‘Cat Patrol’ review: hot tuna

New comedy sketch series in new Portland theater space has great human appeal, but needs more rodents

by CS ELIOT

Hello. CS Eliot here with my purr-ceptions of the sketch comedy show, Cat Patrol, playing one more time Friday at Portland’s new Ape Theater.

At least they call it comedy. To me, it was episode after episode humans talking, no birds or scurrying rodents to hold my attention — and a couple of moments of unrelenting horror! It just needed one thing: me.

Totman, Little Edith and Jessup in ‘Cat Patrol.’ Photo: Alicia J. Rose.

Alissa Jessup, Chris Caniglia along with Brooke Totman moved The Ape Theater into the basement of Portland’s Alberta Abbey on June 1, this year. They turned the basement into a 30-seat black box theater in less than three months. Jessup and Caniglia met in New York, moved to Los Angeles and now call Portland home. Totman, an Oregonian born in Roseburg, moved to LA and now also lives in Portland. All three are accomplished artists in TV, stage, scriptwriting, improv and comedy.

I’m not crazy about the name The Ape. I thought The Mousetrap Theater was perfect and emailed my vote to Alissa and Brooke hundreds of times. No reply.

The Ape Theater: Improv, Theater, Sketch

Jessup and Totman wrote Cat Patrol in addition to acting in it. I’d heard that there was a role for a black cat named Lena in their show, so I paid a mole to sneak me a script. I yowled with laughter reading it. And after I shredded it as I do the toilet paper in the downstairs bathroom when I’m happy, I forwarded a clip to J&T of me in action in hopes of landing a part in their production.

CS Eliot does the sidestroke.

No reply. It’s humiliating, but I finally had to resort to begging to sleep with Jessup and Totman in order to even audition for the part of Lena in a recurring sketch, The Twins. Heavy petting was involved.

While I was mostly treated as a sex object at the audition, sometimes Jessup and Totman listened to my ideas. For instance, “Meow Meow Meow Meow” is my favorite song and I convinced J&T to use it as a music number in their opening sequence. They ruined it by using a clowder of human dancers instead of cats or kibble or, well, me.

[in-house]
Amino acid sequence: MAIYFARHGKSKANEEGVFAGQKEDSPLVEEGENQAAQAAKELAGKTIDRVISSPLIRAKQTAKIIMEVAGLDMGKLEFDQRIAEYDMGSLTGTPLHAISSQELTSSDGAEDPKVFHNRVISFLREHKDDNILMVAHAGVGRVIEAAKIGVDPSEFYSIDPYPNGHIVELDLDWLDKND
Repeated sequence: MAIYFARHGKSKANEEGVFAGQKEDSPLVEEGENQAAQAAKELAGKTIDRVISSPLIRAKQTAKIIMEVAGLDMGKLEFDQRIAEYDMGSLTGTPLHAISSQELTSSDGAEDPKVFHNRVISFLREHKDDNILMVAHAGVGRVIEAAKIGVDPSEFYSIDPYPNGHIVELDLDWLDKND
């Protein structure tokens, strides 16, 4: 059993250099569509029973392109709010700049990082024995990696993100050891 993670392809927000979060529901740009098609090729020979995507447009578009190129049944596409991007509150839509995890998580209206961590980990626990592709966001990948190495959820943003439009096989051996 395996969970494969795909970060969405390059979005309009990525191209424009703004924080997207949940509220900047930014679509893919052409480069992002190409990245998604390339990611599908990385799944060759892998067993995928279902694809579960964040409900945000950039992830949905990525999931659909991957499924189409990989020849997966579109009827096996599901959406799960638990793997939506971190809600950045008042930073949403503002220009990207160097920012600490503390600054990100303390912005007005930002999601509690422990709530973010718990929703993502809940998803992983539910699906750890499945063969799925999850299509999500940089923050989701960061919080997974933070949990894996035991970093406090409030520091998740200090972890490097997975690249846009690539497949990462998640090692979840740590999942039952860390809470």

The Purina Meow mix commercial

Racing through thirteen sketches in one hour, the fast-paced show delivers plenty of tuna, starting with the first live vignette: A botched Brazilian in an L.A. salon featuring a casting director who wants a wax and waxer who wants a job. What happened next still gives this hairy pussy nightmares. It made a terrifying horror show, yet the humans inexplicably laughed.

Still, despite Jessup’s wails, I would have played the role better than any human, as long as a stunt pussy was involved for the gory part. If you’re going to wax a pussy, use a real one! I play a great victim.

The perfect Brazilian

The rest of the sketches span from recurring shorts like Darth Vader lip-syncing pop songs in his breathy bass, to longer episodes like dance choreographer, Mac and his out-of-work ex, Patsy, begging for a part in Mac’s chorus line. This Bob Fosse-like mini-soap opera included my favorite laugh: “Your hips, they shine too bright!” My human slaves say that about my ample hind quarters all the time.

Shiny hips.

I could barely keep up. Then I had to face my disappointment in The Twins episode on opening night — when they used another, far less talented black cat to play Lena. I guess I shouldn’t have been surprised, since they obviously can’t tell the differences between humans or cats. “They laugh alike, they walk alike, at times they even talk alike. What a crazy pair!” These twins, they talk at the same time (Alissa Jessup reads minds!), they dress alike, sometimes in vibrant matching shirts beaming sincere platitudes like “UNIQUE” in metallic rainbow lettering.

At one point, the crazy ladies pick up and torment a feline (should have been me), cackling all the time despite its desperate struggles, until the impostor cat actor lost her nerve and squirmed free. Another horror show! And again, the humans laughed and laughed. What a cruel race they are.

The Patty Duke Show.

I didn’t spot any cats or rodents in any of the other sketches, yet the humans continued to howl. I could recite the plots but the humor really comes out of the quirky characters the team has created through claw-sharp writing and even sharper acting, so you just have to go see it before it closes. Even my good friend, Skipper, flew in from the coast to catch the show, despite the fact that I wasn’t in it.

Skipper. Photo: Craig Pratt.

While he likes chicken and some liver, he found Cat Patrol’s meow mix did deliver. But next time, they should use me.

The Ape is hosting more shows, improv comedy classes, and other events.

CS Eliot.

Cat Patrol’s final show (depending on which website you believe) is at 7:30 on Friday, September 15. Tickets available here.

CS Eliot works for food. And LOTS of it! He’s a Portland based feline actor who covers cat related art and entertainment. He is available for character roles, stunt work and tuna. Contact his agent, Maria Choban.

 

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